Thoughts, Ideas, Observations

The Darkness of the Cellar Hole

John Bedell

Now that the articles based on the archaeology I did in Delaware over the past five years have been accepted by respectable journals, I can confess to nagging doubts about everything I said. In the employ of the Delaware Department of Transportation-- which has, by the way, the best archaeological program of any agency I've ever worked for-- we dug four colonial farms, all of them very interesting sites, and I also arranged to write a sort of summary volume on all the colonial archaeology that has been done in Delaware. I have used this data to write about a couple of theoretical topics, and I suspect some of my results will work their way into the debates of my profession over the next decade or so.

colonial cellar hole after excavationThe thing is, most of the artifacts from all of these sites came from cellar holes. Which is not unusual-- most of the artifacts on at least half the historic sites I have ever worked on came from cellar holes. And on most of these sites, the cellar hole was not filled in until after the site had been abandoned. Where, exactly, did the artifacts in the cellar come from? I have assumed in all my work, as everybody else seems to assume, that they once belonged to the people who lived in the house, but I can't for the life of me think of any reason why that has to be so.

Most cellar holes have something like the same sequence of layers. On top is a layer of topsoil that has blown, washed, or been plowed into the hole since it was left open.  Beneath that is a layer of rubble. Brick and building stone were expensive, and after a house was abandoned or destroyed somebody usually went and salvaged the usable brick or stone.  The broken, useless pieces were tossed into the open cellar. Beneath the rubble is whatever was in the cellar when the house was torn down. Most of the artifacts usually come, though, not from underneath the rubble but from within it. Mixed with the bricks are often thousands of artifacts:  pottery, glass, animal bones, buttons, tools, a brass candlestick, a gun lock, just about anything that could end up in the trash of a farm family. Not only do these artifacts come from a deposit that can't possibly have been put down until after the house had been destroyed and the site abandoned, but they are usually all redeposited, which means that they seem to have been dumped somewhere else first and then moved to the cellar later.  It is these wandering artifacts that are the core of much archaeological interpretation, including the interpretation of the four sites I dug in Delaware. 

On one of my sites, the McKean/Cochran Farm (ca. 1750-1820), there were actually two cellars.  When the first house was abandoned, a new one was built about 50 yards away; and when that one was torn down a third house was built just over the hill.  So in that case I feel pretty confident that all of the trash from those two cellars came from the families that owned the farm.  But what about a site that has been completely abandoned?  Why couldn't the person who salvaged the bricks have carted a few loads of trash in the opposite direction, cleaning out his farm yard while he gathered bricks for that new kitchen?  One of the other sites that has been dug in Delaware, the Charles Robinson Site (ca. 1760-1780) is only two miles or so from the town of Odessa, and the cellar hole on that site produced such an incredible assortment of stuff, including pieces of 53 different teapots, that I have trouble believing they all came from one household.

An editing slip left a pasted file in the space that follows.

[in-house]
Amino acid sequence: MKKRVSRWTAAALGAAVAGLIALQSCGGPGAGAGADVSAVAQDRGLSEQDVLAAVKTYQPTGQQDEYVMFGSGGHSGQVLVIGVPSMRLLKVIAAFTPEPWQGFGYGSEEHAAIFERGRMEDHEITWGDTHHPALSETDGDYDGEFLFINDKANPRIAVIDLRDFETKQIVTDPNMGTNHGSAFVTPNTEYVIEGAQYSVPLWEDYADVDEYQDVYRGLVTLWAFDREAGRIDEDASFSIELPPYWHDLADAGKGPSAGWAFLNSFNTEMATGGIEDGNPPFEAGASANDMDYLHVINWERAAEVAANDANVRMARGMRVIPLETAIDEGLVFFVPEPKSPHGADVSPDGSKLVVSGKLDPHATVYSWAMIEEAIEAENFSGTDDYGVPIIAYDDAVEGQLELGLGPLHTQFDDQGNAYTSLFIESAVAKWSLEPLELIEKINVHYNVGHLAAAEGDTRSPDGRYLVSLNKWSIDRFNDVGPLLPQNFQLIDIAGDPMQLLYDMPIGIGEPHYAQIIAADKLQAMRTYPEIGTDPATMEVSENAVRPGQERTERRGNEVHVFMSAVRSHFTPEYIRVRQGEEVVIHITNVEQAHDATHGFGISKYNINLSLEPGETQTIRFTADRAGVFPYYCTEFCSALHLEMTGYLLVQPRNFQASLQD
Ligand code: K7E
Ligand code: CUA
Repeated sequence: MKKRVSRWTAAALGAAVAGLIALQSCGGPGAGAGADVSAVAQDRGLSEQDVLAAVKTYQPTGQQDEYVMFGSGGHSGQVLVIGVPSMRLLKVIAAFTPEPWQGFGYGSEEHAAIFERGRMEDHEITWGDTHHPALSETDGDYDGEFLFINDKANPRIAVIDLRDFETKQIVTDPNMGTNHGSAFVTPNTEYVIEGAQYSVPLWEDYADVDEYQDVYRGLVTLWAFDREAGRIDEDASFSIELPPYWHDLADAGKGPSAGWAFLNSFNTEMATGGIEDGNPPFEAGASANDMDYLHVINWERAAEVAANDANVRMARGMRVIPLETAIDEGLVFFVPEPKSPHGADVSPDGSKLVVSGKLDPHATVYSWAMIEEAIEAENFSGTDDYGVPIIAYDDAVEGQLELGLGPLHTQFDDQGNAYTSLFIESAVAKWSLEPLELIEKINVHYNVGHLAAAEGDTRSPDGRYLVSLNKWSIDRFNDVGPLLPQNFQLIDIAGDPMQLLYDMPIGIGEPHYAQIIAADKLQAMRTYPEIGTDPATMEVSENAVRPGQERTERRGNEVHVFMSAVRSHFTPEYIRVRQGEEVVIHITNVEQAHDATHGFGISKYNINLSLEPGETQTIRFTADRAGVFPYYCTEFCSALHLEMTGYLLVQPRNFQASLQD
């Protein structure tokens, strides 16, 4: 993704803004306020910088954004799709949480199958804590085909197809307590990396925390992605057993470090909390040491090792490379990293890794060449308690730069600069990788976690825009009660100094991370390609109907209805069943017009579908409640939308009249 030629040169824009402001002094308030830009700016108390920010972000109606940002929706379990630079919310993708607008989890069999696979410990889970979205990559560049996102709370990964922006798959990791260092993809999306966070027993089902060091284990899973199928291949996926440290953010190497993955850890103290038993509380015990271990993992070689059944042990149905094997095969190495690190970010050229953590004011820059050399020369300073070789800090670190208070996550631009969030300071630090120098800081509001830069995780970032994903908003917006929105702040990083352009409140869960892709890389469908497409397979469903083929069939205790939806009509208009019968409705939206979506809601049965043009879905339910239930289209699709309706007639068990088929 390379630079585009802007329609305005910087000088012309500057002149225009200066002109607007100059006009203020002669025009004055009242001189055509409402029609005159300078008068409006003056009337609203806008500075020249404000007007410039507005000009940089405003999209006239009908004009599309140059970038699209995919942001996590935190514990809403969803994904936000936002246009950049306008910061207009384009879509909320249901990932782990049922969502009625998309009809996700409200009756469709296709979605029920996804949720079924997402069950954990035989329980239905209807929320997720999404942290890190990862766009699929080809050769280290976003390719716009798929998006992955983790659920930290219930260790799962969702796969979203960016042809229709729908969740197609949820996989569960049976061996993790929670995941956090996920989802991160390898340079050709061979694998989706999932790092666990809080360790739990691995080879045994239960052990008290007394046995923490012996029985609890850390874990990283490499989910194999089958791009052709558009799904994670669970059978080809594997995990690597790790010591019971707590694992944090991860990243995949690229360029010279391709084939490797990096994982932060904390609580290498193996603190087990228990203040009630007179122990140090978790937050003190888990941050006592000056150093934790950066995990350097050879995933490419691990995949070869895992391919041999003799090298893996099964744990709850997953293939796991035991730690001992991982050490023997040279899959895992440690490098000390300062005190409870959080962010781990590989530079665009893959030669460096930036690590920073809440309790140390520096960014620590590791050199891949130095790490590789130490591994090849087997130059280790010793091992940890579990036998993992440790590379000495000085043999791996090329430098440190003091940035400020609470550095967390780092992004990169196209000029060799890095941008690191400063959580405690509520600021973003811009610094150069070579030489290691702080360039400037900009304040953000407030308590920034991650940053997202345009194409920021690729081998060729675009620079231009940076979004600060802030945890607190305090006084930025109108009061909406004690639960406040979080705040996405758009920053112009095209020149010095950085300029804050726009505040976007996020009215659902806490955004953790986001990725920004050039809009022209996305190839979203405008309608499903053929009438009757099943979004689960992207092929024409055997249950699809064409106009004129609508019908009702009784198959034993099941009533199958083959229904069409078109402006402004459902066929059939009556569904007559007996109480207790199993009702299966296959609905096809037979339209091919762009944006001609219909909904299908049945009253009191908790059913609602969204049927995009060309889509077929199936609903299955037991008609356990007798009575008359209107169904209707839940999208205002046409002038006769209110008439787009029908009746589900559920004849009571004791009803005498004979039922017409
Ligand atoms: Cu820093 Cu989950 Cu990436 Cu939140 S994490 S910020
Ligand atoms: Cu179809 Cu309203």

My troubles with cellar holes are my biggest worry, but I have similar doubts about many of the other artifacts I deal with.  Where did they come from?  How did they get where I found them?  What subset of the total trash thrown away on a site do they represent, and is that subset different on every site?  If it is, how can we compare what we find on different sites?  What is the relationship between the trash thrown out and the things in the house?  Archaeologists sometimes write about the average life span of a teapot or the total amount of trash a household should generate, but we really understand very little of such things, and rarely do excavators know enough about the households they are studying or the length of time those people lived on a site to properly compare what they find in the ground with what they might expect.  Nor, most of the time, do they dig the entire site anyway.  So we find a few artifacts, or a few thousand, and without knowing what they really are, or whose they were, or how they got to be where we found them, we try to reconstruct a whole vanished world.

Sometimes, when I'm digging or writing, I feel like I actually know something about the past, but mostly I feel like I'm just measuring shadows, or trying to reconstruct a beautiful and complicated dance from a few partial footprints in the dust.


From the 
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"The struggle of man against power is the
struggle of memory against forgetting."

--Milan Kundera


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